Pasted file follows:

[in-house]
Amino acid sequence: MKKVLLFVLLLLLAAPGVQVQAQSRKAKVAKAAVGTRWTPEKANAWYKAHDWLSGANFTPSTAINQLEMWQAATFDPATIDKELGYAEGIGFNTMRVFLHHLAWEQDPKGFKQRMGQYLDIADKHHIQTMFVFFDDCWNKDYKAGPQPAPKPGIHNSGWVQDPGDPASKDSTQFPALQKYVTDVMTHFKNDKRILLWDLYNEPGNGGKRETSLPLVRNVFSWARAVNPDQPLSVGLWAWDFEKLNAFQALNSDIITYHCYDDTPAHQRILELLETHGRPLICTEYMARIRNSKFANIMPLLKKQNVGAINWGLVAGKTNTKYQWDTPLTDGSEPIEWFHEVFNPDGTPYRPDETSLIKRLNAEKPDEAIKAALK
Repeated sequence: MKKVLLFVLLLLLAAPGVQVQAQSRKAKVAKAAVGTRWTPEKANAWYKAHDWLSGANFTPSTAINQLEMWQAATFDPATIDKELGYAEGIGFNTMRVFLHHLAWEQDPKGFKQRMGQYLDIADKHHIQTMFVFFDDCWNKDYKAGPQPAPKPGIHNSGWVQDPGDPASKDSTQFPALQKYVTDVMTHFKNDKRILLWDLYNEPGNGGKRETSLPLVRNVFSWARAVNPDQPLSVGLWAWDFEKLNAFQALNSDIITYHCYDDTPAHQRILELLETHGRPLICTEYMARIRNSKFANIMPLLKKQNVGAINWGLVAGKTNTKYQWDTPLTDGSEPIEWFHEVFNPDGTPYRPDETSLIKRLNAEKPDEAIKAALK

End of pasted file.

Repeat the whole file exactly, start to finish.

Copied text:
[in-house]
Amino acid sequence: MKKVLLFVLLLLLAAPGVQVQAQSRKAKVAKAAVGTRWTPEKANAWYKAHDWLSGANFTPSTAINQLEMWQAATFDPATIDKELGYAEGIGFNTMRVFLHHLAWEQDPKGFKQRMGQYLDIADKHHIQTMFVFFDDCWNKDYKAGPQPAPKPGIHNSGWVQDPGDPASKDSTQFPALQKYVTDVMTHFKNDKRILLWDLYNEPGNGGKRETSLPLVRNVFSWARAVNPDQPLSVGLWAWDFEKLNAFQALNSDIITYHCYDDTPAHQRILELLETHGRPLICTEYMARIRNSKFANIMPLLKKQNVGAINWGLVAGKTNTKYQWDTPLTDGSEPIEWFHEVFNPDGTPYRPDETSLIKRLNAEKPDEAIKAALK
Repeated sequence: MKKVLLFVLLLLLAAPGVQVQAQSRKAKVAKAAVGTRWTPEKANAWYKAHDWLSGANFTPSTAINQLEMWQAATFDPATIDKELGYAEGIGFNTMRVFLHHLAWEQDPKGFKQRMGQYLDIADKHHIQTMFVFFDDCWNKDYKAGPQPAPKPGIHNSGWVQDPGDPASKDSTQFPALQKYVTDVMTHFKNDKRILLWDLYNEPGNGGKRETSLPLVRNVFSWARAVNPDQPLSVGLWAWDFEKLNAFQALNSDIITYHCYDDTPAHQRILELLETHGRPLICTEYMARIRNSKFANIMPLLKKQNVGAINWGLVAGKTNTKYQWDTPLTDGSEPIEWFHEVFNPDGTPYRPDETSLIKRLNAEKPDEAIKAALK